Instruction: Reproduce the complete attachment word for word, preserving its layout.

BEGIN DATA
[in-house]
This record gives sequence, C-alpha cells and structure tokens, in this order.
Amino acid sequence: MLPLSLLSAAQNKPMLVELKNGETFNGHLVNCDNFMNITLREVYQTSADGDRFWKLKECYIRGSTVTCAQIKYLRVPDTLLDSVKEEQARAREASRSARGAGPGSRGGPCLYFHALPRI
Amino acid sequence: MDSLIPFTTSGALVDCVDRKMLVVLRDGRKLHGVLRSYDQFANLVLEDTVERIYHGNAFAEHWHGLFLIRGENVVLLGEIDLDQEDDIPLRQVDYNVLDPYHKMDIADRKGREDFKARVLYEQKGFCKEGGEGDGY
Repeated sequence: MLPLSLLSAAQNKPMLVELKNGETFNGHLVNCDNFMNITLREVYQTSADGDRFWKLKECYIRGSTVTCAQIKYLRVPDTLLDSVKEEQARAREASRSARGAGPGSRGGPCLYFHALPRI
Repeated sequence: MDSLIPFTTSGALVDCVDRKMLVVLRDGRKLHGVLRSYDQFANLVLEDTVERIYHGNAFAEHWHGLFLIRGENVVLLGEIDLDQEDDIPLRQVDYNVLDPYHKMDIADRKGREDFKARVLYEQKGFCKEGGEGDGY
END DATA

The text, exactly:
[in-house]
This record gives sequence, C-alpha cells and structure tokens, in this order.
Amino acid sequence: MLPLSLLSAAQNKPMLVELKNGETFNGHLVNCDNFMNITLREVYQTSADGDRFWKLKECYIRGSTVTCAQIKYLRVPDTLLDSVKEEQARAREASRSARGAGPGSRGGPCLYFHALPRI
Amino acid sequence: MDSLIPFTTSGALVDCVDRKMLVVLRDGRKLHGVLRSYDQFANLVLEDTVERIYHGNAFAEHWHGLFLIRGENVVLLGEIDLDQEDDIPLRQVDYNVLDPYHKMDIADRKGREDFKARVLYEQKGFCKEGGEGDGY
Repeated sequence: MLPLSLLSAAQNKPMLVELKNGETFNGHLVNCDNFMNITLREVYQTSADGDRFWKLKECYIRGSTVTCAQIKYLRVPDTLLDSVKEEQARAREASRSARGAGPGSRGGPCLYFHALPRI
Repeated sequence: MDSLIPFTTSGALVDCVDRKMLVVLRDGRKLHGVLRSYDQFANLVLEDTVERIYHGNAFAEHWHGLFLIRGENVVLLGEIDLDQEDDIPLRQVDYNVLDPYHKMDIADRKGREDFKARVLYEQKGFCKEGGEGDGY